Well one thing that university does not teach you but life does is the all important soft skills required to work together with others. Working effectively with others is a critical skill to create high performing teams and ultimately become successful.
Some people believe that these soft skills are innate - that you’re born with them. But this is definitely not the case. Soft skills are learned, taught and finely tuned over time. You need to work on them, practice, fail and try again just like your university studies. I encourage you to spend some more time working on the soft skills required to be successful.
Here are my top soft skills required for the workplace. What are yours?
Effective communication– not only talking but listening and also in body language, communicating effectively is the most important soft skill required in your role. Practice, practice, practice. Ask questions to get the bottom of things - said and unsaid, allow others to get their point across without interrupting, listen actively,
Taking on-board constructive criticism – willingly take feedback from others, good bad or otherwise, and also practice providing feedback to others. Both are as difficult as each other. Your pride gets in the way. Think about how you’d like to be given feedback - delicately and focusing on the action rather than the person is very important.
Working as a team. As they say “there is no I in team but there is an M and an E.” Make sure the M&E (i.e. you) is good to work with. Cooperation, a can do attitude and offer great leadership skills.
Flexibility. This soft skill is a must. Adaptable, agile and compromising – it’s important.
Creativity and resourcefulness. I personally love working with those who constantly throw out new ideas, test and learn new things, fail positively, think a bit left field and are great problem solvers. Whilst not everything sticks, it’s the open-minded attitude that counts. It’s gold!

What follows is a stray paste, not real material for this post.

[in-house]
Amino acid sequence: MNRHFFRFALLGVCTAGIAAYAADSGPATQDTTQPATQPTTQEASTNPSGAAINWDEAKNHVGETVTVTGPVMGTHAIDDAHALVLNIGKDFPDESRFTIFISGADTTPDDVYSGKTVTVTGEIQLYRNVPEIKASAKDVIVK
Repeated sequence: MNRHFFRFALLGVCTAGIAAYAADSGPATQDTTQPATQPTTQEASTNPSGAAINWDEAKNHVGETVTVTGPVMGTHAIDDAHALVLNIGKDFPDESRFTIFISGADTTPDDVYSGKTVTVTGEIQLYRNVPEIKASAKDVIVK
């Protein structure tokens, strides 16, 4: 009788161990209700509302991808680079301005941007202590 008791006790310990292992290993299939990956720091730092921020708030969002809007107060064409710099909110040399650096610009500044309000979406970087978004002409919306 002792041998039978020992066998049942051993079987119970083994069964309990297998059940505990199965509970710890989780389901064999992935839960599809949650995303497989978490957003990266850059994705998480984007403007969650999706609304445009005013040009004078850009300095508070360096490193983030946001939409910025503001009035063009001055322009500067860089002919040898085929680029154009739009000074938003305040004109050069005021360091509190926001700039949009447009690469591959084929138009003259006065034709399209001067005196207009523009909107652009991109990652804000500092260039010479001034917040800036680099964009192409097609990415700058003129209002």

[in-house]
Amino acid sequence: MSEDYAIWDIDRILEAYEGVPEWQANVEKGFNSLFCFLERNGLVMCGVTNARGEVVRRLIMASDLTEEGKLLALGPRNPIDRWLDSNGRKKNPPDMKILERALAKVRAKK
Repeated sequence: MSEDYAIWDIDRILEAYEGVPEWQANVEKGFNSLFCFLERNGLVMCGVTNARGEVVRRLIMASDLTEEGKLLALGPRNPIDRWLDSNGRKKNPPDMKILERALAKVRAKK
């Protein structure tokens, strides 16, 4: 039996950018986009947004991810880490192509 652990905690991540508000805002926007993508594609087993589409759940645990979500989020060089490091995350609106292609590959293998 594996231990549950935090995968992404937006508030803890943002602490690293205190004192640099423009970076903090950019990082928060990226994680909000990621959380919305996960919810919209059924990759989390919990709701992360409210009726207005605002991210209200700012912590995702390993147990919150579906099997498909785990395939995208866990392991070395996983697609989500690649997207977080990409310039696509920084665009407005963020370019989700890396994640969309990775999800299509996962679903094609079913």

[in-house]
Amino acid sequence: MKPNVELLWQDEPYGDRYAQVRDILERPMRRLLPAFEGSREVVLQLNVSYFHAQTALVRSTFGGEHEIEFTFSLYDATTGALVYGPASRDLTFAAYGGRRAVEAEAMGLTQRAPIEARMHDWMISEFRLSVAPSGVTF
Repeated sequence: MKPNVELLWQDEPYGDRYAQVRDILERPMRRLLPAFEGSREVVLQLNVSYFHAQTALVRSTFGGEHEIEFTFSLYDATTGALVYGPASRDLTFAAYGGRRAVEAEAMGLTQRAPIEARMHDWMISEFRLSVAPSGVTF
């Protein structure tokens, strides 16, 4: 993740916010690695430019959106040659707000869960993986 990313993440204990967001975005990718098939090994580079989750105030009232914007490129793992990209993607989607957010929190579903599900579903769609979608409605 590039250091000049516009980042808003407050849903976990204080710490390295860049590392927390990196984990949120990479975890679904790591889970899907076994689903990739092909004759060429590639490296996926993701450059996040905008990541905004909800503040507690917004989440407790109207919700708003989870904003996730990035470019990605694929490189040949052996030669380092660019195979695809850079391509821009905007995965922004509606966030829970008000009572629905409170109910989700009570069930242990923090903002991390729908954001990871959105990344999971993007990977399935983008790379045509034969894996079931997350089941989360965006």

Being book smart is one thing, but it does not necessarily mean you are a great employee.
Practice and receive feedback from others on my top 5 soft skills and you’ll make a better, more well-rounded person and more effective to work with.
I fell into the finance industry completely by accident. I studied law because I wanted to change the world, one injustice at a time. Quite early into the degree I had decided that a traditional career as a solicitor or a barrister wasn’t for me, but I could see the benefits in the broader skills that I was learning, so I kept persevering, and now I use these skills daily.
Providing governance, compliance and risk management advice and services to trustees of, and service providers to, super funds is a really rewarding job. The majority of the people working within the super industry are genuinely working hard every day to protect the retirement incomes of ordinary Australians. I’ve seen first-hand how tirelessly people work to ensure that a super fund is operating effectively, and how personally they are affected by some of the issues that they have to confront as part of a day’s work, particularly in relation to insurance claims and applications for early access to super.
Working in compliance within the superannuation sector is my way of, if not changing the world, working for the benefit of others. Ensuring that super funds are working within the legislative framework means that these funds are able to dedicate their time and resources to working on new ways to protect retirement incomes and engage members.
Simone Thompson, Managing Director, ST Consult Pty Ltd